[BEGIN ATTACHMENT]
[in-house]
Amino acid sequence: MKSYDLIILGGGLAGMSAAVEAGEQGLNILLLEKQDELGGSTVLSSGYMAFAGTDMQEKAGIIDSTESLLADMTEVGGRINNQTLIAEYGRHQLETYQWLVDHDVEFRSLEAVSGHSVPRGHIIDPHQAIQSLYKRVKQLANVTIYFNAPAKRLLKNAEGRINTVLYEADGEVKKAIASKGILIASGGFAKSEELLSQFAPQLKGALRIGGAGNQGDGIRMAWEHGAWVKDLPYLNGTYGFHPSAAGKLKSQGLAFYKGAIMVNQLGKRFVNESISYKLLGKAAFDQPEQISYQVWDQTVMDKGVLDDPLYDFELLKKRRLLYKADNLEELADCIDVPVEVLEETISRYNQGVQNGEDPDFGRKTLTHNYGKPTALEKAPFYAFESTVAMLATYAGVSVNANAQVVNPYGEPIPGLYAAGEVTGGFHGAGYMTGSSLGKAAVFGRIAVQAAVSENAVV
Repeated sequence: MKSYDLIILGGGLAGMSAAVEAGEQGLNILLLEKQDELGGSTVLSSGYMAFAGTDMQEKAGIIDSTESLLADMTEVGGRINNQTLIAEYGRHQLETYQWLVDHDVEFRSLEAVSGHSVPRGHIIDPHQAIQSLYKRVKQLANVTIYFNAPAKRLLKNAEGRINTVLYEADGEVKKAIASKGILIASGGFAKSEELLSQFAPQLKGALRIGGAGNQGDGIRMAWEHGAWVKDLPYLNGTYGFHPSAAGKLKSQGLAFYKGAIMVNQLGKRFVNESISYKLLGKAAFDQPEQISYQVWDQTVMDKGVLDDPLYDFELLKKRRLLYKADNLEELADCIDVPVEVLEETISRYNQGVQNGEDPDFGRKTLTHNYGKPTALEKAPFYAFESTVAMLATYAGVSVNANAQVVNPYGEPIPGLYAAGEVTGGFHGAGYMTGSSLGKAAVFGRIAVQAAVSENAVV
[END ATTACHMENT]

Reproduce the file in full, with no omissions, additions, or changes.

[in-house]
Amino acid sequence: MKSYDLIILGGGLAGMSAAVEAGEQGLNILLLEKQDELGGSTVLSSGYMAFAGTDMQEKAGIIDSTESLLADMTEVGGRINNQTLIAEYGRHQLETYQWLVDHDVEFRSLEAVSGHSVPRGHIIDPHQAIQSLYKRVKQLANVTIYFNAPAKRLLKNAEGRINTVLYEADGEVKKAIASKGILIASGGFAKSEELLSQFAPQLKGALRIGGAGNQGDGIRMAWEHGAWVKDLPYLNGTYGFHPSAAGKLKSQGLAFYKGAIMVNQLGKRFVNESISYKLLGKAAFDQPEQISYQVWDQTVMDKGVLDDPLYDFELLKKRRLLYKADNLEELADCIDVPVEVLEETISRYNQGVQNGEDPDFGRKTLTHNYGKPTALEKAPFYAFESTVAMLATYAGVSVNANAQVVNPYGEPIPGLYAAGEVTGGFHGAGYMTGSSLGKAAVFGRIAVQAAVSENAVV
Repeated sequence: MKSYDLIILGGGLAGMSAAVEAGEQGLNILLLEKQDELGGSTVLSSGYMAFAGTDMQEKAGIIDSTESLLADMTEVGGRINNQTLIAEYGRHQLETYQWLVDHDVEFRSLEAVSGHSVPRGHIIDPHQAIQSLYKRVKQLANVTIYFNAPAKRLLKNAEGRINTVLYEADGEVKKAIASKGILIASGGFAKSEELLSQFAPQLKGALRIGGAGNQGDGIRMAWEHGAWVKDLPYLNGTYGFHPSAAGKLKSQGLAFYKGAIMVNQLGKRFVNESISYKLLGKAAFDQPEQISYQVWDQTVMDKGVLDDPLYDFELLKKRRLLYKADNLEELADCIDVPVEVLEETISRYNQGVQNGEDPDFGRKTLTHNYGKPTALEKAPFYAFESTVAMLATYAGVSVNANAQVVNPYGEPIPGLYAAGEVTGGFHGAGYMTGSSLGKAAVFGRIAVQAAVSENAVV